Published May 26, 2015Summertime means more music festivals and concerts across the country, and Steam Whistle Unsigned is getting in on the action. Look below to find out where you can catch upcoming performances as part of the ongoing concert series: an up-and-coming underground festival, and footage from a Steam Whistle Unsigned concert you might have missed. Keep up to date on every Steam Whistle Unsigned show by visiting steamwhistle.ca/unsigned.
(with ACTORS, Blank Cinema)
Thursday, May 28 at the Cobalt, 917 Main St., Vancouver BC
There's a line at the start of "Working Man's Blue," the last song on Yukon Blonde frontman Jeffrey Innes's debut LP as High Ends (pictured above), that goes: "Bands are fun / When you start up / After a while / It just becomes work."
Unsurprisingly, it was a sentiment shared by Innes himself, who, after two years touring behind Yukon Blonde's sophomore LP, Tiger Talk, wasn't prepared for another album. Or at least that's what he thought.
"It's like people who work 9 to 5 jobs and they get their one vacation in two years," he says, "and they're just like, 'I am so bored!'"
With time pre-booked with producer Colin Stewart, Innes decided to step back into the studio and work "on some music with no real purpose in mind."
The result was Super Class. Originally envisioned as a "collaborative sounding" LP with various singers, Innes wound up recording the majority of the album's vocals himself, and recruiting friends from Gold & Youth (Jeff Mitchelmore and Louise Burns), Ladyhawk (Darcy Hancock) and others to help flesh out its playful, pastiche feel.
Fans of Innes's rockier side may be initially thrown off by the album's synth-loving, Simple Minds-esque sound, but they'll have to get used to it; as Innes tells it, High Ends' experimentation had an impact on the new Yukon Blonde album (On Blonde, out June 16 via Dine Alone Records).
"Maybe the High Ends record convinced everybody [in the band] a little bit more that with our style of music we can pull off synths and still sound like us," he says. "We're more proud of it than anything we've ever done."
Catch High Ends at The Cobalt (917 Main St.) in Vancouver BC on May 28 with ACTORS and Blank Cinema.
For more information on the show and upcoming Steam Whistle Unsigned events in your area, click here, or visit Exclaim's concerts page.
Samantha Savage Smith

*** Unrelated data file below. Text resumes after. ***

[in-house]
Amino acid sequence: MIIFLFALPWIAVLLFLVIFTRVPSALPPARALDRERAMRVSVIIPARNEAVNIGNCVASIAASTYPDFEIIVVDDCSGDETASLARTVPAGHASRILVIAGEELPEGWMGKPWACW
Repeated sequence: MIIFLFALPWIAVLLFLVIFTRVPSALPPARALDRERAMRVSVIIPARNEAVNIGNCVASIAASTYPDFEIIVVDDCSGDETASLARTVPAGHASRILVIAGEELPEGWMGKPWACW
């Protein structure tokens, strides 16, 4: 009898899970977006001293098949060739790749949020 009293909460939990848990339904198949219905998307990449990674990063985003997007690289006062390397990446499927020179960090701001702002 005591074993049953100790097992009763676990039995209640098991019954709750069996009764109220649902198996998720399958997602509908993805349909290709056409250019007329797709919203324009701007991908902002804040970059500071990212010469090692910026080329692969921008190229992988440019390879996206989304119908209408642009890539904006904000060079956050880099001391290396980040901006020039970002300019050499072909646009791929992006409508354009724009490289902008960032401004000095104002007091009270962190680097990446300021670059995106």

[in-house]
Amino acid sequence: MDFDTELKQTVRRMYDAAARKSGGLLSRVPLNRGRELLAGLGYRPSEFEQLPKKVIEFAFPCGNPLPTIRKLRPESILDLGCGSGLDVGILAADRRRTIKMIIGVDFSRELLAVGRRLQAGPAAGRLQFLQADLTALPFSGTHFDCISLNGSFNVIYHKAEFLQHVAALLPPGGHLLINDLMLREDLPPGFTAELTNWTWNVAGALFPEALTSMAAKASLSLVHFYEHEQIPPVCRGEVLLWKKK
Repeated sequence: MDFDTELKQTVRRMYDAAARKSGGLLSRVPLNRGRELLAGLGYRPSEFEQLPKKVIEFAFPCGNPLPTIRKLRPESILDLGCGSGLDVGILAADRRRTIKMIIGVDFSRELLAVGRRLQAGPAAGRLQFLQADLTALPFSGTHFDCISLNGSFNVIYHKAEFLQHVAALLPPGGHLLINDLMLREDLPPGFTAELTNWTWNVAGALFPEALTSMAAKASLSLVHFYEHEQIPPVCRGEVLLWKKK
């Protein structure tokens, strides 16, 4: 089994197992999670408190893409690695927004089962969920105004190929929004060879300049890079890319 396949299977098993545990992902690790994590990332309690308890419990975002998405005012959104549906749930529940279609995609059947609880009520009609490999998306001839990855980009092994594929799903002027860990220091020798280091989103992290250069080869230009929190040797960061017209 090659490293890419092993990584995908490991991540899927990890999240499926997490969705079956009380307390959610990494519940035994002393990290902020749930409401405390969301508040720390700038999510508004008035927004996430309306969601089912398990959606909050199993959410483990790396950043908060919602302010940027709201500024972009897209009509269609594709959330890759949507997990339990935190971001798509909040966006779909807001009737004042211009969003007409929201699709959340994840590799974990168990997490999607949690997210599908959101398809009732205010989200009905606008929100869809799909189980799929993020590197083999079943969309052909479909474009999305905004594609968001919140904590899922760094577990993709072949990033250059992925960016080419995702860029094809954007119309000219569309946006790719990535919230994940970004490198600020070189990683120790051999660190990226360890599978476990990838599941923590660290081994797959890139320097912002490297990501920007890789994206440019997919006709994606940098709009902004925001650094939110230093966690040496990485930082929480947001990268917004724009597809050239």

(with Doug Hoyer, Astral Swans)
Friday, May 29 at Broken City, 613 11 Ave. SW, Calgary AB
It took four years for the release of Calgary singer-songwriter Samantha Savage Smith's follow-up to her 2011 debut. In that time Smith has kept busy, performing around Canada as a solo artist and in local bands like Lab Coast.
"It's good to play other people's songs, because when you're a songwriter and you're just doing your thing… you kind of get used to that," she says.
Her latest album, Fine Lines (out now via Pipe & Hat), is directly inspired by her time playing guitar in other bands. Filled with subtle guitar lines and nuanced arrangements, Fine Lines is an airy and acrobatic album that sounds more spacious than its predecessor, and more lyrically accessible as well.
"Some of the songs are a bit more obtuse," she says about its relaxed tone. "It's just a broader opportunity for anyone to interpret a song the way they choose to."
SOUND SÉANCE I
(with Suuns and Jerusalem in My Heart, Wrekmeister Harmonies feat. members of Godspeed You! Black Emperor and more)
June 12-14 at Geary Lane, 360 Geary Ave., Toronto ON
Toronto's Geary Lane has kind of a bad rap. "It gets called the ugliest street in Toronto," says Invocation TO's Jason Pollard, "but we see the potential."
That's why, in association with Montreal's Suoni Per Il Popolo, Pollard is putting on the first-ever SOUND SÉANCE music festival. Featuring the tagline "An Awakening of Experimental Music in Toronto," Pollard hopes to help foster and expand an overlooked community with its first edition, and he's got the people to back it up (visit Facebook.com/invocationto for the three-day event's full lineup).
"With this space my idea was to sort of bring experimental music up from the underground into a more interesting, palatable place where any old Joe could see all the talent we have," he says. With such a great venue and performers, he just might.